"Somebody said, 'bang, bang,' on the radio during the training exercise when the interdiction would have taken place," Currier said. "I don't think our operational commander saw any reason not to train today."
In response to a reporter's question, Currier said, "I am not issuing an apology, because, although it's unfortunate that it escalated to this level, what you're seeing here is the result of a normal training exercise."
Coast Guard staff played a recording of the radio traffic during the drill. In it, a crew member on one boat is heard saying, "If you don't slow down, we're going to -- you will be fired upon. Roger, roger midzone."
Currier said the Coast Guard will reevaluate its communication procedures to prevent future misunderstandings.
A Coast Guard public affairs officer said that though weapons are mounted on the boats involved in the exercises, they are not loaded.
According to ABC News Senior White House Correspondent Jake Tapper, White House Press Secretary Robert Gibbs said he was not aware of any heads-up given by the Coast Guard to the White House about the Potomac training exercise and suggested any panic that resulted was the fault of the media, not law enforcement.
Gibbs said the "reporting was based on listening to a police scanner" and wasn't "verified" before being reported. He said media should "check before reporting" such events.
Asked if Sept. 11 was an appropriate day for such a training exercise, Gibbs said, "I tend not to question law enforcement trying to keep the nation safe."
"If anyone was unnecessarily alarmed based on erroneous reporting that denoted shots had been fired, I think everybody is apologetic of that," Gibbs said.
Coast Guard Commandant Thad Allen was at the Pentagon for the Sept. 11 remembrance ceremony this morning. Homeland Security Secretary Janet Napolitano, according to one source, was unaware the exercise was to take place.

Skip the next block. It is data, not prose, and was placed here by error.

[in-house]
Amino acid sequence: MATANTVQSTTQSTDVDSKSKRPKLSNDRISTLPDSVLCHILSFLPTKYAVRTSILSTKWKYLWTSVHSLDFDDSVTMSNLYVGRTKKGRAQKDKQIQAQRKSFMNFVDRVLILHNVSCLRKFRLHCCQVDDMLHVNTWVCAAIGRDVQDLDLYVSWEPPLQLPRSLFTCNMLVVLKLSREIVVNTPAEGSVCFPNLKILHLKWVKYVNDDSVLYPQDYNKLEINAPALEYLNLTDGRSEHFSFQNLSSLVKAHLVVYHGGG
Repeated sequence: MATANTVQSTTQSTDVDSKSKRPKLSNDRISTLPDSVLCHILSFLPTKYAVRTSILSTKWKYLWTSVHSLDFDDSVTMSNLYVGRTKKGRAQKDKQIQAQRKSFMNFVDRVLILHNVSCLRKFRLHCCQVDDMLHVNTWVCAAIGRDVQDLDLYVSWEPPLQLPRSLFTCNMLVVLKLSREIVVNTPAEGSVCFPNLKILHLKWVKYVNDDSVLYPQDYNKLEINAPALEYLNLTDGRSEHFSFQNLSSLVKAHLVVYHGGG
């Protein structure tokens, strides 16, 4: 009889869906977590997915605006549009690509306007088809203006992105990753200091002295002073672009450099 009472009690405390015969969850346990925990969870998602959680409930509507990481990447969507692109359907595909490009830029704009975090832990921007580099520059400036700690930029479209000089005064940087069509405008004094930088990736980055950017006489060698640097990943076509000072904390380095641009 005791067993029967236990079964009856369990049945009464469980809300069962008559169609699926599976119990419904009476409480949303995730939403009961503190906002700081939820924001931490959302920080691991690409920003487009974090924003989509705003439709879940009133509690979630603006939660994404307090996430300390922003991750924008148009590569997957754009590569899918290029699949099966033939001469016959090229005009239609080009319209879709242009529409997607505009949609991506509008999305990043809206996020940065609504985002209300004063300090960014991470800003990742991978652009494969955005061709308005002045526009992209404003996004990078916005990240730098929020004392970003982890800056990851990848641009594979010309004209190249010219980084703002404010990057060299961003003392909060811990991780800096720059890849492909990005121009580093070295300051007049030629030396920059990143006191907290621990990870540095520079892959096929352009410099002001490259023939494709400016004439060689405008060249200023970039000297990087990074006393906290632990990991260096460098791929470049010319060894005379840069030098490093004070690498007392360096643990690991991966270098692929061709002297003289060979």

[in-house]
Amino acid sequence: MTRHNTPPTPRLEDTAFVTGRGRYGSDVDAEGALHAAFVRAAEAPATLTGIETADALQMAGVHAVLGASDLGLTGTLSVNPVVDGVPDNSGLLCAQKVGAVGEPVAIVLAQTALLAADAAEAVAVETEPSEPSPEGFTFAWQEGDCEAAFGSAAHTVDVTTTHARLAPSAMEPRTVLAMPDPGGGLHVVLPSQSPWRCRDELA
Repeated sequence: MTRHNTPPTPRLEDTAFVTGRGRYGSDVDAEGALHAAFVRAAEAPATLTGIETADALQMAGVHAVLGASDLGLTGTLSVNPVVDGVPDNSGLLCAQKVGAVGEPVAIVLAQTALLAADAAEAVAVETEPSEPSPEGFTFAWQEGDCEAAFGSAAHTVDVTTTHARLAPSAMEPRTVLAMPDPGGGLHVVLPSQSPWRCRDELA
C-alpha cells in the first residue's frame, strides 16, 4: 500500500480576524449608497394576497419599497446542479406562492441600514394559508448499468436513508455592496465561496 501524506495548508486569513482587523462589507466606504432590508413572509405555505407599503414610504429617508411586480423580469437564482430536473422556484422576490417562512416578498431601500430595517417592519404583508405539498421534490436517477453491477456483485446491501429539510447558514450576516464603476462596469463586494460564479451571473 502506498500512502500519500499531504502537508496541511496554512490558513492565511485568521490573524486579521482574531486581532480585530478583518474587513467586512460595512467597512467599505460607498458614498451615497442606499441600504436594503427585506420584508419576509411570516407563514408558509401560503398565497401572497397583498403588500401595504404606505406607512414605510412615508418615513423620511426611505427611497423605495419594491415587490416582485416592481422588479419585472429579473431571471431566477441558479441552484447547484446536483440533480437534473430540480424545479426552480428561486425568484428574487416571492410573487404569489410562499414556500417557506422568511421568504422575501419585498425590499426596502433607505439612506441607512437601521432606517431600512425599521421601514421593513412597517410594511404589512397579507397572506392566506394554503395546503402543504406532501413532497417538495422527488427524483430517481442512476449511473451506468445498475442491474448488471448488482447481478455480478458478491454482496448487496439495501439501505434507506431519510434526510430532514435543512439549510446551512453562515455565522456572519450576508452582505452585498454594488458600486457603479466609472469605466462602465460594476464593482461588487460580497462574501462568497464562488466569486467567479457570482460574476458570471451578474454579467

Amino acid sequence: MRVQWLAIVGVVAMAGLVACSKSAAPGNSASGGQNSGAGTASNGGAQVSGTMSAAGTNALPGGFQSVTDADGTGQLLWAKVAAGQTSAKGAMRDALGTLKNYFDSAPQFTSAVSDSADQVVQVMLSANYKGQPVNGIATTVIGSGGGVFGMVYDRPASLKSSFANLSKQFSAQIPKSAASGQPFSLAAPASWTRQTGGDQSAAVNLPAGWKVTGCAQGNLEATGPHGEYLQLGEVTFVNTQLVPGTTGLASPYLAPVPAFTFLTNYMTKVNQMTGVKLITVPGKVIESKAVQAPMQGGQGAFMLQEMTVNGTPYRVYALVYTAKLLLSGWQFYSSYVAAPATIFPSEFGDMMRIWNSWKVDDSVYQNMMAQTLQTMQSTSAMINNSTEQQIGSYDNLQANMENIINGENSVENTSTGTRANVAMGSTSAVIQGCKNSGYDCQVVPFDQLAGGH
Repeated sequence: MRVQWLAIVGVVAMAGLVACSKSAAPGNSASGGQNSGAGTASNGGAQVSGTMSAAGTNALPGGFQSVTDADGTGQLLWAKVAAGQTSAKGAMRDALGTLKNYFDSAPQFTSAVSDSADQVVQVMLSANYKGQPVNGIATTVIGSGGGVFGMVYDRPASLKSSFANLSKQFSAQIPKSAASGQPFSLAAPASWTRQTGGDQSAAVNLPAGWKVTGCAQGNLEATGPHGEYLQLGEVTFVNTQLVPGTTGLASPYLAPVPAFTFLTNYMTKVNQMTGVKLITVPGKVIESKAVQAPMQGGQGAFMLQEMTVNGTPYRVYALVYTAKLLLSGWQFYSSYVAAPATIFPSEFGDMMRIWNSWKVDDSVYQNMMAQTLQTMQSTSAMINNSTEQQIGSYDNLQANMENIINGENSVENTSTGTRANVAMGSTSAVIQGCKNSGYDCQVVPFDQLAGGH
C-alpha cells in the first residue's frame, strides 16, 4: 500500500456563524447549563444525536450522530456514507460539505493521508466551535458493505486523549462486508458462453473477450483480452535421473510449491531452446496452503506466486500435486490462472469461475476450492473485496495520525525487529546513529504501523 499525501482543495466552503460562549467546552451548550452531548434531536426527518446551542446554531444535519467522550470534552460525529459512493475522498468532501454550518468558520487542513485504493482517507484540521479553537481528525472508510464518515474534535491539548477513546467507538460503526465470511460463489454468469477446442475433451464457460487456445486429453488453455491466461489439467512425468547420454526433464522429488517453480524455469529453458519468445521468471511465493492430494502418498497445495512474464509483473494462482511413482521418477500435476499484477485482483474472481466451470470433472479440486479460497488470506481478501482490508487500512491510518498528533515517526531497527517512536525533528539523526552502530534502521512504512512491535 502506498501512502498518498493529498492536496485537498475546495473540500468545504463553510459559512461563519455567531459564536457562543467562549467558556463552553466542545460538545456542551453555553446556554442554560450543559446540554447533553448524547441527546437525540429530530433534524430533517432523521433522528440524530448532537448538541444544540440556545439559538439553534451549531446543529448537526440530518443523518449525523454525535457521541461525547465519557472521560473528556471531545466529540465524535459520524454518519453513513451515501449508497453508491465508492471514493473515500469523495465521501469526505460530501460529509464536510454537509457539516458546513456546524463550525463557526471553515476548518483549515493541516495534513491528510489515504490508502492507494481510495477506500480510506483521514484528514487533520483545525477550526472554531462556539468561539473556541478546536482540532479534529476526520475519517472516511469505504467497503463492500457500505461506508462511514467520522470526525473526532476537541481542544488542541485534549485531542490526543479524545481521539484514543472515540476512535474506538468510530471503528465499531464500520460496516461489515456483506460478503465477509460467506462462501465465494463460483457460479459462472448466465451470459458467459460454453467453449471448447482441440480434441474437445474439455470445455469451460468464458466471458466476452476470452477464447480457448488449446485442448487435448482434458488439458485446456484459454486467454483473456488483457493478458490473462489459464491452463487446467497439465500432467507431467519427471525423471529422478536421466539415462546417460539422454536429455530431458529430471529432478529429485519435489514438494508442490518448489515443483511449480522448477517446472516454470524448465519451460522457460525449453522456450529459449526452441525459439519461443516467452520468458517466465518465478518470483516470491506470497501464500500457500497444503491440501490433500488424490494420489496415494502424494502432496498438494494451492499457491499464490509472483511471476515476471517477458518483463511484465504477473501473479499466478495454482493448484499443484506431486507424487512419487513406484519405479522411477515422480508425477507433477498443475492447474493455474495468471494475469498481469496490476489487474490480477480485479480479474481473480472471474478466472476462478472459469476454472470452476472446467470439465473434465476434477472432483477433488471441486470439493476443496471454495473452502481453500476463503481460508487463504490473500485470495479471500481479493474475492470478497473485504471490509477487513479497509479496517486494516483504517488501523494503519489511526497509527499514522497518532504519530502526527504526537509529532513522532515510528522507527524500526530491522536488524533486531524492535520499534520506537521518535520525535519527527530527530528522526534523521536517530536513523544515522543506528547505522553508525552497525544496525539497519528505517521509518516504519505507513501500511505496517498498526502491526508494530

About an hour after the scare, the Coast Guard put out a statement reading, "We are still gathering information of how this training event might have been misconstrued as an actual incident. We will conduct a thorough review of this incident."
It continued, "The best way that we in the Coast Guard can remember Sept. 11 and our security obligations to the nation is to be always ready and this requires constant training and exercise. To ensure the appropriate readiness posture we conduct training scenarios across the nation on a daily basis."
Others joined in anger about the anxiety created on a day of mourning.
"The anxiety caused by this situation on such a solemn day is extremely disturbing," Sen. George Voinovich, R-Ohio, who sits on the Senate's Homeland Security Committee, said in a statement. "I look forward to hearing from Secretary Napolitano about the decision-making process leading up to today's events. It sounds very much like the left hand didn't know what the right hand was doing."
Military Families United, an advocacy group, issued a statement as well: "Whomever commissioned this training exercise at the same time and less than a mile away from where the families of the 9/11 victims gathered to mourn should be held accountable. Their actions brought back all of the feelings for victims of 9/11 that they originally experienced 8 years ago today."
ABC News' Brian Hartman, Lisa Stark, Brian Ross, Pierre Thomas and Jack Date contributed to this report.